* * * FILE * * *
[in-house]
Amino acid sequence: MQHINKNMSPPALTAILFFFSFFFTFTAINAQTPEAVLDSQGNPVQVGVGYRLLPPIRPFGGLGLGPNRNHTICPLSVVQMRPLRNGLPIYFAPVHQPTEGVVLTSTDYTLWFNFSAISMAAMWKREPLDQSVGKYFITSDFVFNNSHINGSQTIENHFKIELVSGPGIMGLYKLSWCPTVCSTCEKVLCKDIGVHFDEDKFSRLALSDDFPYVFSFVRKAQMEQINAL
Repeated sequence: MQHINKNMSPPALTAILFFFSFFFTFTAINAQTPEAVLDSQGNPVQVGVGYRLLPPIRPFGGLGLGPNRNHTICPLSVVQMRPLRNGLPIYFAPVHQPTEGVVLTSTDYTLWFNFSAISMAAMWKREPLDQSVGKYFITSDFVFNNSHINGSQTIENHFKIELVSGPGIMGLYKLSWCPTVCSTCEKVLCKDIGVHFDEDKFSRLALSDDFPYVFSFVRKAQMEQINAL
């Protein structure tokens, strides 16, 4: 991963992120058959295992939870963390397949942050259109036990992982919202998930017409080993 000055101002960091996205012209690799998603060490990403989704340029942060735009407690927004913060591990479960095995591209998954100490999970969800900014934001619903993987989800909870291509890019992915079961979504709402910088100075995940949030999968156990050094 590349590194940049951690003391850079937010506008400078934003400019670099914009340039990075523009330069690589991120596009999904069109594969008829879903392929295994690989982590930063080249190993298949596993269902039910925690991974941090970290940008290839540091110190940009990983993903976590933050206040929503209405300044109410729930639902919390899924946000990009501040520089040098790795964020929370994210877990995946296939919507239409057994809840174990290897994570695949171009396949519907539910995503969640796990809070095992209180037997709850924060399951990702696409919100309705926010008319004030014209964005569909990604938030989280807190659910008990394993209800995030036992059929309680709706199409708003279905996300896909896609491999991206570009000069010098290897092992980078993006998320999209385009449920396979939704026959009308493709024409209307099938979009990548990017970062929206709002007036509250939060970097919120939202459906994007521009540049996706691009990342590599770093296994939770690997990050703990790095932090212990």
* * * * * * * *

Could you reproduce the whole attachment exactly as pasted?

[in-house]
Amino acid sequence: MQHINKNMSPPALTAILFFFSFFFTFTAINAQTPEAVLDSQGNPVQVGVGYRLLPPIRPFGGLGLGPNRNHTICPLSVVQMRPLRNGLPIYFAPVHQPTEGVVLTSTDYTLWFNFSAISMAAMWKREPLDQSVGKYFITSDFVFNNSHINGSQTIENHFKIELVSGPGIMGLYKLSWCPTVCSTCEKVLCKDIGVHFDEDKFSRLALSDDFPYVFSFVRKAQMEQINAL
Repeated sequence: MQHINKNMSPPALTAILFFFSFFFTFTAINAQTPEAVLDSQGNPVQVGVGYRLLPPIRPFGGLGLGPNRNHTICPLSVVQMRPLRNGLPIYFAPVHQPTEGVVLTSTDYTLWFNFSAISMAAMWKREPLDQSVGKYFITSDFVFNNSHINGSQTIENHFKIELVSGPGIMGLYKLSWCPTVCSTCEKVLCKDIGVHFDEDKFSRLALSDDFPYVFSFVRKAQMEQINAL
């Protein structure tokens, strides 16, 4: 991963992120058959295992939870963390397949942050259109036990992982919202998930017409080993 000055101002960091996205012209690799998603060490990403989704340029942060735009407690927004913060591990479960095995591209998954100490999970969800900014934001619903993987989800909870291509890019992915079961979504709402910088100075995940949030999968156990050094 590349590194940049951690003391850079937010506008400078934003400019670099914009340039990075523009330069690589991120596009999904069109594969008829879903392929295994690989982590930063080249190993298949596993269902039910925690991974941090970290940008290839540091110190940009990983993903976590933050206040929503209405300044109410729930639902919390899924946000990009501040520089040098790795964020929370994210877990995946296939919507239409057994809840174990290897994570695949171009396949519907539910995503969640796990809070095992209180037997709850924060399951990702696409919100309705926010008319004030014209964005569909990604938030989280807190659910008990394993209800995030036992059929309680709706199409708003279905996300896909896609491999991206570009000069010098290897092992980078993006998320999209385009449920396979939704026959009308493709024409209307099938979009990548990017970062929206709002007036509250939060970097919120939202459906994007521009540049996706691009990342590599770093296994939770690997990050703990790095932090212990």